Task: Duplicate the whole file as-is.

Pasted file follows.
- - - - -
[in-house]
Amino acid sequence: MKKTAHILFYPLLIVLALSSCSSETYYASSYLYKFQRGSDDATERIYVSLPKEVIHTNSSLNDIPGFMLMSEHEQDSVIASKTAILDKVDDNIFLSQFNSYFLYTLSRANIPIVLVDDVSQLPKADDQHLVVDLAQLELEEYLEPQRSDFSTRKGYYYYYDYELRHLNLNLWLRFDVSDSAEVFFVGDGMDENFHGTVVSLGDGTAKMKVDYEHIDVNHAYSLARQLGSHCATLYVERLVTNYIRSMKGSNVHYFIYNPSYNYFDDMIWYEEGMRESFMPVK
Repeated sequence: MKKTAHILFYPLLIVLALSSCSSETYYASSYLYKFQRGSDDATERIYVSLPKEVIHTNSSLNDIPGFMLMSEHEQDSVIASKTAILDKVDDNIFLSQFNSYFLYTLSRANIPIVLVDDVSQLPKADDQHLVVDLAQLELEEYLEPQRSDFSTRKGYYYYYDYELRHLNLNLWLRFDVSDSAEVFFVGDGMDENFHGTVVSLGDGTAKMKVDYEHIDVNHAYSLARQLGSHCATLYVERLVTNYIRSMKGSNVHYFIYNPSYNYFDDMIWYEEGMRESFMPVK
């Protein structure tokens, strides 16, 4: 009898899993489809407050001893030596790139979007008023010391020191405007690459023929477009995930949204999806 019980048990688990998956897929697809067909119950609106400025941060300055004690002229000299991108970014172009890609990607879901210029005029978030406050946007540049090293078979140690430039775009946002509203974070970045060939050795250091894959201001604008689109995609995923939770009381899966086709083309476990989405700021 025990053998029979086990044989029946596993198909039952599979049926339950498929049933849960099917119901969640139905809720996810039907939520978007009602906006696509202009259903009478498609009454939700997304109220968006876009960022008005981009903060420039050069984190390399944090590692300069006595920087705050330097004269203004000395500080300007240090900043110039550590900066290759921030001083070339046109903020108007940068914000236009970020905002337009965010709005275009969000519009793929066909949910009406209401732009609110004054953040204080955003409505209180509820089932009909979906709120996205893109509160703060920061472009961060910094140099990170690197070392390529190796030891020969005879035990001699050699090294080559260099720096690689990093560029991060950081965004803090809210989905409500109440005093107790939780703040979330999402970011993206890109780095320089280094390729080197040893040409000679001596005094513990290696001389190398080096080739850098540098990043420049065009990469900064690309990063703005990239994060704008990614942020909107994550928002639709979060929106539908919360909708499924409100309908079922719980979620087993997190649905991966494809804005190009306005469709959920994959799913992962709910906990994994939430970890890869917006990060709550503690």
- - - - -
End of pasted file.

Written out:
[in-house]
Amino acid sequence: MKKTAHILFYPLLIVLALSSCSSETYYASSYLYKFQRGSDDATERIYVSLPKEVIHTNSSLNDIPGFMLMSEHEQDSVIASKTAILDKVDDNIFLSQFNSYFLYTLSRANIPIVLVDDVSQLPKADDQHLVVDLAQLELEEYLEPQRSDFSTRKGYYYYYDYELRHLNLNLWLRFDVSDSAEVFFVGDGMDENFHGTVVSLGDGTAKMKVDYEHIDVNHAYSLARQLGSHCATLYVERLVTNYIRSMKGSNVHYFIYNPSYNYFDDMIWYEEGMRESFMPVK
Repeated sequence: MKKTAHILFYPLLIVLALSSCSSETYYASSYLYKFQRGSDDATERIYVSLPKEVIHTNSSLNDIPGFMLMSEHEQDSVIASKTAILDKVDDNIFLSQFNSYFLYTLSRANIPIVLVDDVSQLPKADDQHLVVDLAQLELEEYLEPQRSDFSTRKGYYYYYDYELRHLNLNLWLRFDVSDSAEVFFVGDGMDENFHGTVVSLGDGTAKMKVDYEHIDVNHAYSLARQLGSHCATLYVERLVTNYIRSMKGSNVHYFIYNPSYNYFDDMIWYEEGMRESFMPVK
């Protein structure tokens, strides 16, 4: 009898899993489809407050001893030596790139979007008023010391020191405007690459023929477009995930949204999806 019980048990688990998956897929697809067909119950609106400025941060300055004690002229000299991108970014172009890609990607879901210029005029978030406050946007540049090293078979140690430039775009946002509203974070970045060939050795250091894959201001604008689109995609995923939770009381899966086709083309476990989405700021 025990053998029979086990044989029946596993198909039952599979049926339950498929049933849960099917119901969640139905809720996810039907939520978007009602906006696509202009259903009478498609009454939700997304109220968006876009960022008005981009903060420039050069984190390399944090590692300069006595920087705050330097004269203004000395500080300007240090900043110039550590900066290759921030001083070339046109903020108007940068914000236009970020905002337009965010709005275009969000519009793929066909949910009406209401732009609110004054953040204080955003409505209180509820089932009909979906709120996205893109509160703060920061472009961060910094140099990170690197070392390529190796030891020969005879035990001699050699090294080559260099720096690689990093560029991060950081965004803090809210989905409500109440005093107790939780703040979330999402970011993206890109780095320089280094390729080197040893040409000679001596005094513990290696001389190398080096080739850098540098990043420049065009990469900064690309990063703005990239994060704008990614942020909107994550928002639709979060929106539908919360909708499924409100309908079922719980979620087993997190649905991966494809804005190009306005469709959920994959799913992962709910906990994994939430970890890869917006990060709550503690």